In the Middle Ages, most of what is now Midi-Pyrénées was ruled at some time or another by the counts of Toulouse (except for Hautes-Pyrénées and the west of Gers), either directly or through vassals (such as in the case of Foix). After the French conquest in the 13th century, the county of Toulouse was dismantled, and eventually Languedoc was born as a remnant of the old county, but quite smaller than it. Nonetheless, until the French Revolution the Parlement (supreme court of justice) of Toulouse extended its jurisdiction over not just Languedoc, but also all the other territories that are now Midi-Pyrénées. Thus, towns like Tarbes (Bigorre), Auch (Gascony), or Rodez (Rouergue) were already under the jurisdiction of Toulouse before the Revolution, although only for judicial and legal matters.
In terms of population Midi-Pyrénées is again a region of sharp contrasts. While the metropolitan area of Toulouse at the center of the region is a densely populated area, in some places reaching 3,500 inhabitants per km² (9,000 inhabitants per sq. mile), the rest of the region is sparsely populated, with densities ranging from 12 to 60 inh. per km² (31 to 155 inh. per sq. mile), which are among the lowest densities in western Europe. Toulouse is often presented as an oasis in the middle of a desert. Driving a mere half hour out of Toulouse, one goes from the hustle and bustle of the busy metropolitan area to the slow pace and timelessness of the hilly countryside of Gascony or Lauragais and their narrow winding roads with infrequent traffic.
The territory now comprising Midi-Pyrénées was divided in two by its traditional dialects of Occitan, Languedocian and Gascon, with Toulouse lying by the limit between the two, on the Languedocian side. Gascon (in its several local variants : Bearnese, Aranese) was traditionally spoken in the west and southwest of the region: Gascony, Bigorre, Quatre Vallées, Nébouzan, Comminges, Couserans. While other variants of Occitan (but primarily Languedocian) was spoken in the east and northeast of the region: Languedoc, Rouergue, Quercy, and Comté de Foix.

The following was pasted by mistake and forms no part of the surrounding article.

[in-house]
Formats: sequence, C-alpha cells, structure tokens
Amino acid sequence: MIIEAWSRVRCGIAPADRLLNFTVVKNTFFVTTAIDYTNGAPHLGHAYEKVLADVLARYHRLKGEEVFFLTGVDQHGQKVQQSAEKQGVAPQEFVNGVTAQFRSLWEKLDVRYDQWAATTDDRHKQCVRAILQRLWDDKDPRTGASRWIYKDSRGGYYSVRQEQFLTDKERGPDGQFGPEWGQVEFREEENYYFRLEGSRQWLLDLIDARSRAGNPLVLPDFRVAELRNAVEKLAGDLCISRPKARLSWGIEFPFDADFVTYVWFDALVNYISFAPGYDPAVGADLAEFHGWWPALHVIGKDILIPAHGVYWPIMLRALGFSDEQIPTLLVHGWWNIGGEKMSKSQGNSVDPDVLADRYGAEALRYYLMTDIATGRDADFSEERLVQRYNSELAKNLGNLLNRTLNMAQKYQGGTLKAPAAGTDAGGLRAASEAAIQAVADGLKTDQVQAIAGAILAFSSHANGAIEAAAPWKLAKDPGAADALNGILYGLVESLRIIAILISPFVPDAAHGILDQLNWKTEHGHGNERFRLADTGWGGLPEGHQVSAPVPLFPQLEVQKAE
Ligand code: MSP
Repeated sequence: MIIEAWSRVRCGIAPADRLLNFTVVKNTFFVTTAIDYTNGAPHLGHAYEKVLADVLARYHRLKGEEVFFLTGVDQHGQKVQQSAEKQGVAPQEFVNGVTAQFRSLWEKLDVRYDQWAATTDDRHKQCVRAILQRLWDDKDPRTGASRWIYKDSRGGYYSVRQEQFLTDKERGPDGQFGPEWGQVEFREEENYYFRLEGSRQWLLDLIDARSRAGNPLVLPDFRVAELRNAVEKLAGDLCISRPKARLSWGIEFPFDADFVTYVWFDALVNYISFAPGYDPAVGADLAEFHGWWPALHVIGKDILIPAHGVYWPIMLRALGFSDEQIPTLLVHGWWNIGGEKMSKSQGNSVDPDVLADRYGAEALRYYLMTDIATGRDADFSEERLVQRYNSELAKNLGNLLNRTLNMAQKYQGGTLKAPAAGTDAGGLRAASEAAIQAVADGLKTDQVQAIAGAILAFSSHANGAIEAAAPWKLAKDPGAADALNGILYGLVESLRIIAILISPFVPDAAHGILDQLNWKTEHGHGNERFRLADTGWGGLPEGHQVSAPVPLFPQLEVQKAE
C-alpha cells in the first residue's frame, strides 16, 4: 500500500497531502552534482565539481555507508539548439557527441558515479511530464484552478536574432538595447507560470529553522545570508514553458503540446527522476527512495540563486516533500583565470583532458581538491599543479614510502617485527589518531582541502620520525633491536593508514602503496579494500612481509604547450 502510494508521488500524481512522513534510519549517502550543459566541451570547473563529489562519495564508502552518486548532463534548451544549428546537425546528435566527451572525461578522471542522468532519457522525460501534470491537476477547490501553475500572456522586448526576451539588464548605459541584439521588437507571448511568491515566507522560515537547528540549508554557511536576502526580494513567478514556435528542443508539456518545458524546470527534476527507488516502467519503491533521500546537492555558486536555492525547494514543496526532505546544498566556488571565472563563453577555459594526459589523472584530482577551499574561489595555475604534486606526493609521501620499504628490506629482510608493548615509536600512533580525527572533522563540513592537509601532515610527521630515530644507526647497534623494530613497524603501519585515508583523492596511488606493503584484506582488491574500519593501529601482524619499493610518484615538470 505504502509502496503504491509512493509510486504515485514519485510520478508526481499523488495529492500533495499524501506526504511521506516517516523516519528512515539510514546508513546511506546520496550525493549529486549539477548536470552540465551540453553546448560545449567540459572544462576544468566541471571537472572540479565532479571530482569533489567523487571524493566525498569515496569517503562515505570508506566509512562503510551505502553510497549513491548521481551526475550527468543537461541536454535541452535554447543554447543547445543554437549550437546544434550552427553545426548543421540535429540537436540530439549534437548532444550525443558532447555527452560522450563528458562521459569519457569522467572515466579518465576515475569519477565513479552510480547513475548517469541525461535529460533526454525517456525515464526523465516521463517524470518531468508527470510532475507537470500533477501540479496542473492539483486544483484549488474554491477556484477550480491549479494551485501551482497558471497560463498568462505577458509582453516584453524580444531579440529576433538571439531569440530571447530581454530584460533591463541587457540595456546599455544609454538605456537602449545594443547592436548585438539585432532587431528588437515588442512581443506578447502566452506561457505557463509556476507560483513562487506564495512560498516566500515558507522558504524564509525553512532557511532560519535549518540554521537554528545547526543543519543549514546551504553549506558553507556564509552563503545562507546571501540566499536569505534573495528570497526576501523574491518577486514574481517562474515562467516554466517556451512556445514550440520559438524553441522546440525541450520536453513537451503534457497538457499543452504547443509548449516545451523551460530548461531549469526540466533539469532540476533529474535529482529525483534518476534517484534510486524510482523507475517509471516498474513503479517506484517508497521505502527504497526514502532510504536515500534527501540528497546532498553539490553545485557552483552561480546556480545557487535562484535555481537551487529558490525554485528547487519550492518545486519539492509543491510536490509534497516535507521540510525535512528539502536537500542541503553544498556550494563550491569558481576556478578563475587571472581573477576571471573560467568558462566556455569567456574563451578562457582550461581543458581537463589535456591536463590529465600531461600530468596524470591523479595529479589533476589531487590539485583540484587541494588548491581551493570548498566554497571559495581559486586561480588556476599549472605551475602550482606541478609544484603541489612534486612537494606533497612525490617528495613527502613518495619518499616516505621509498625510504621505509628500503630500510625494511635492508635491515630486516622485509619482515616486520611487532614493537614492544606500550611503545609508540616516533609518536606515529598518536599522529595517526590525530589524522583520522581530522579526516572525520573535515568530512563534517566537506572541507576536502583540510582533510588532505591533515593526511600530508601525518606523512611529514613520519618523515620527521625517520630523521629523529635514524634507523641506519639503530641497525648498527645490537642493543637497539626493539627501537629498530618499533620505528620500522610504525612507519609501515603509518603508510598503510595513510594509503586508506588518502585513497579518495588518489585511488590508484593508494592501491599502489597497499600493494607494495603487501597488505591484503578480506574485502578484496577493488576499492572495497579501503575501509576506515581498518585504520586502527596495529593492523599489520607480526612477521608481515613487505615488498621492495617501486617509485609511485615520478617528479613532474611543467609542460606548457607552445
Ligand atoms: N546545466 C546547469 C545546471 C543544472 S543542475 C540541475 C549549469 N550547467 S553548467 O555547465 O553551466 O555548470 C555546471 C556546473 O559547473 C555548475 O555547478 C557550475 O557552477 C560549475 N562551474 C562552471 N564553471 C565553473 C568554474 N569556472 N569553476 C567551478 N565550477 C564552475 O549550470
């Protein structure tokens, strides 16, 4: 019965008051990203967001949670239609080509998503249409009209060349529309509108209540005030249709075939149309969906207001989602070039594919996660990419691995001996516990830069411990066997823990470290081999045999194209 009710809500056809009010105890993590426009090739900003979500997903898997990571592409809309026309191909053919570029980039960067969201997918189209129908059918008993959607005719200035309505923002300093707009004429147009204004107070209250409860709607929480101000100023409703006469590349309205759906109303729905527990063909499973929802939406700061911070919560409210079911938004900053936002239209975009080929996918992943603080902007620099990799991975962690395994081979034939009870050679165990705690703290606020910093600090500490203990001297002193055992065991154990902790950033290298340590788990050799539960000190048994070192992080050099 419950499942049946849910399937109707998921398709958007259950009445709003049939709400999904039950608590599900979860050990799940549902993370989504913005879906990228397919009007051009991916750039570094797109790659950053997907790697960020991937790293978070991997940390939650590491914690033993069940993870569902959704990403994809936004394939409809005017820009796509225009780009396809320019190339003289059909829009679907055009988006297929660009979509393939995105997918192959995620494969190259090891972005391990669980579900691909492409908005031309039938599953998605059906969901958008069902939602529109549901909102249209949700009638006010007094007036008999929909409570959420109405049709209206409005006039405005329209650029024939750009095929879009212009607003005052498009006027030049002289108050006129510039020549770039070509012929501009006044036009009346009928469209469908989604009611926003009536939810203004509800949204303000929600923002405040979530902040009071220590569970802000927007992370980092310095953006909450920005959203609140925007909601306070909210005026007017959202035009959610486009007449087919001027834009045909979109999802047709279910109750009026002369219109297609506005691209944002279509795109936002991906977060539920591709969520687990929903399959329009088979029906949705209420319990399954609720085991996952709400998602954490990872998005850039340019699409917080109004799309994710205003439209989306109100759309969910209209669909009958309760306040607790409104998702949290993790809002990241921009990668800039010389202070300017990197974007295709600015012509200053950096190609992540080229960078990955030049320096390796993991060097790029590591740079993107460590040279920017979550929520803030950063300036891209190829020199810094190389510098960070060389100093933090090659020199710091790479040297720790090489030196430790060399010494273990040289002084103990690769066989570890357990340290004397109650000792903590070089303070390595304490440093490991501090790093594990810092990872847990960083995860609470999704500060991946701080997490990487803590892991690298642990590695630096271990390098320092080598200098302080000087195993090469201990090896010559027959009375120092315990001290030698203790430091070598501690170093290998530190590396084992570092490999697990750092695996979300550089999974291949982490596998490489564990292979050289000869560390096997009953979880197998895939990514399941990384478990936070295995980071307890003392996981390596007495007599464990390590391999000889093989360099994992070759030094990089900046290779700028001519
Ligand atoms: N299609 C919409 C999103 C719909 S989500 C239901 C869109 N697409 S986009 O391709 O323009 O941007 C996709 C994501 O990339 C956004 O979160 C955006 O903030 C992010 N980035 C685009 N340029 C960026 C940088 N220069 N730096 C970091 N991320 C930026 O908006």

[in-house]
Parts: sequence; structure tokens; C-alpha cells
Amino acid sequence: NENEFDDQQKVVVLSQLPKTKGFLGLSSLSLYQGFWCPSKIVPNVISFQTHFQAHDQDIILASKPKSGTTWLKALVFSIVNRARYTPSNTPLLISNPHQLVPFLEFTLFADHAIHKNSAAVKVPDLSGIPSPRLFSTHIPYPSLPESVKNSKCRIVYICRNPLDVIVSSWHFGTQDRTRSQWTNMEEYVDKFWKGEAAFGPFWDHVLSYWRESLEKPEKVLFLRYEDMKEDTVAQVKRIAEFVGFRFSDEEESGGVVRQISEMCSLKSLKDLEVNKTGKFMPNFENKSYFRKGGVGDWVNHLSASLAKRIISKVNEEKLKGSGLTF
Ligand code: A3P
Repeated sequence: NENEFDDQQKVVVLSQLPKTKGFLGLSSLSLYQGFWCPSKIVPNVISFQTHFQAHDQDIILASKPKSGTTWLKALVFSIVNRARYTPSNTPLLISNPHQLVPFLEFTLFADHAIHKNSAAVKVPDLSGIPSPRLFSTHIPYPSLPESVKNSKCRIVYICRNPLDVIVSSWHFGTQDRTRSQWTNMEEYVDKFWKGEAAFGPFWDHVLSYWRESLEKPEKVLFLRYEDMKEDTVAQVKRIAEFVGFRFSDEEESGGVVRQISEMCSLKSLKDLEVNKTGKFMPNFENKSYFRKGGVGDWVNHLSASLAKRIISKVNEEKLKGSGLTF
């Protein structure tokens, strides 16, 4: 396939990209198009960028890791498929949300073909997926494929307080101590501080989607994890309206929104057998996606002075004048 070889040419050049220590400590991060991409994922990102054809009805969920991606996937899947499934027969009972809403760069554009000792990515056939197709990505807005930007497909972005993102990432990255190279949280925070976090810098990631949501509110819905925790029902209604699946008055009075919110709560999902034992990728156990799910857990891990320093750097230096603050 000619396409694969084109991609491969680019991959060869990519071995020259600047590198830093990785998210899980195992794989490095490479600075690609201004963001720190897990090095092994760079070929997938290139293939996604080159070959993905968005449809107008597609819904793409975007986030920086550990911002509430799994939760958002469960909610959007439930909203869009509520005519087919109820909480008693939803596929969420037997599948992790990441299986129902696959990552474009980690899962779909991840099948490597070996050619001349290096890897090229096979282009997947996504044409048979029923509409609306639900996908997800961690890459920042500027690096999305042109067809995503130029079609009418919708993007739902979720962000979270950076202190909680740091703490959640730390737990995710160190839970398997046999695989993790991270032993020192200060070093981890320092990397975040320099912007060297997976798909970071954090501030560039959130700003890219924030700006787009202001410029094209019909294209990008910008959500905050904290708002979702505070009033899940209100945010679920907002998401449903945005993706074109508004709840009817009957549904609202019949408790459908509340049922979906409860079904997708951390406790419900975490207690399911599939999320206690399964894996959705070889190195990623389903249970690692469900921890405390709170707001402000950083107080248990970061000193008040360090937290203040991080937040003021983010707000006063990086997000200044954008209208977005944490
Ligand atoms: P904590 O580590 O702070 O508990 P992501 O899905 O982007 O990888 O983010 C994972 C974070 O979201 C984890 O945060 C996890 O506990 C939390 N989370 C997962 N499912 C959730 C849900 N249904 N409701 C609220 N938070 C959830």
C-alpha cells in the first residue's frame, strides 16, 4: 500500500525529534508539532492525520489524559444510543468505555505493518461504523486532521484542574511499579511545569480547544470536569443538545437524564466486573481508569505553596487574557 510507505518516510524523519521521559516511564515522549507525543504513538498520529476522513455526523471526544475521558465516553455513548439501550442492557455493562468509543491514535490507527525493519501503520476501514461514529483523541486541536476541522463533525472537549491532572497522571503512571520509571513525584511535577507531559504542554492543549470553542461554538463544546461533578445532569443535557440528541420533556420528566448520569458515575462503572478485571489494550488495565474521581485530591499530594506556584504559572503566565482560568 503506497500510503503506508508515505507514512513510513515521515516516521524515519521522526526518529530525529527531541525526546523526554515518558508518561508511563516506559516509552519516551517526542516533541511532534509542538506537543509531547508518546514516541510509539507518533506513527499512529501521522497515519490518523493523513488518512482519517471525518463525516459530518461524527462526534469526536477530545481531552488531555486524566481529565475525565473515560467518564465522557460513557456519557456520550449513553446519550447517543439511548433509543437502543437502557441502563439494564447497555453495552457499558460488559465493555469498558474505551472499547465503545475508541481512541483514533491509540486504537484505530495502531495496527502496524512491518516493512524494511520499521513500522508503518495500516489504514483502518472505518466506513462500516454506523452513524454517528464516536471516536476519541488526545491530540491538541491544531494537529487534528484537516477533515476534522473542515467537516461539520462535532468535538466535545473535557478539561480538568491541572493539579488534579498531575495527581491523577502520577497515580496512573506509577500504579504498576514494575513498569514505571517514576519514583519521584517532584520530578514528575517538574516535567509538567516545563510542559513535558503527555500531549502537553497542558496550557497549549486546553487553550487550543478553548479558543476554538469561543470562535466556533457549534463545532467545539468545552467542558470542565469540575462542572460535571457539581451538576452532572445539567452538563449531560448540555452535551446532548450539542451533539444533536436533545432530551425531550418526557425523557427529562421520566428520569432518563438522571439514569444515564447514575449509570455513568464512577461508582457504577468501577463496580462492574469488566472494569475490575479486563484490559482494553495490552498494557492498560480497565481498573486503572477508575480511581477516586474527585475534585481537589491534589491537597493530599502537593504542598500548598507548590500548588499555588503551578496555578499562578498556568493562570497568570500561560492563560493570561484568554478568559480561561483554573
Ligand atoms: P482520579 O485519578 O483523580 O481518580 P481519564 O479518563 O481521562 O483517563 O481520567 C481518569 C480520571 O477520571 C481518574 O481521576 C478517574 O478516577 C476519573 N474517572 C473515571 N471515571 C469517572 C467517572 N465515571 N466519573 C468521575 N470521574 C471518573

Today, French is dominant throughout the region; Midi-Pyrénées is unlike Catalonia or northern Wales, where the regional languages are still very much part of everyday life in urban areas at least. Occitan was used on a daily basis in the Garonne and Tarn valleys until the beginning of the 20th century. More distant and isolated regions resisted longer, and as late as in the 1970s it was still possible to hear Occitan in the farmer markets of Gascony or Rouergue. Nonetheless, even there, changes in the last 30 years of the 20th century were dramatic, despite regional efforts to revive the language by teaching it in schools (calendretas). Today, Languedocian Occitan is essentially only spoken by the older people in the distant areas of Quercy, Rouergue, and the County of Foix, and Gascon is only spoken by older people in distant areas of Gascony and the Pyrenees valleys. The regional channel France 3 broadcasts programs in Occitan (but not its Gascon dialect) a few hours per week. Speakers of Gascon complain of the hegemony of Languedocian Occitan and its cultural center of Toulouse, and some followers of a self-proclaimed linguist, Lafitte, even reject the classification of Gascon as a dialect of Occitan.
Today, although the daily use of regional languages of Midi-Pyrénées is greatly diminished, they have left a strong imprint on the French language used in the region. French in Midi-Pyrénées is spoken with a distinct southwestern pronunciation (with many variants from Rouergue, to Toulouse, to Bigorre). Moreover, people in Midi-Pyrénées use some words and expressions of Occitan origin which differ from those of standard French; these may not be easily understood outside southwest France.
The population in the metropolitan area of Toulouse is significantly younger and with a higher level of education than in the rest of Midi-Pyrénées. Outside Toulouse, Midi-Pyrénées is an aging region, which combines with a loss of population, as can be also seen in Limousin or other declining areas of France. Incomes are also rather high in the Toulouse metropolitan area, among the highest in France outside the metropolitan area of Paris, Lyon and Marseille whereas outside Toulouse incomes in Midi-Pyrénées are rather low, among the lowest in France.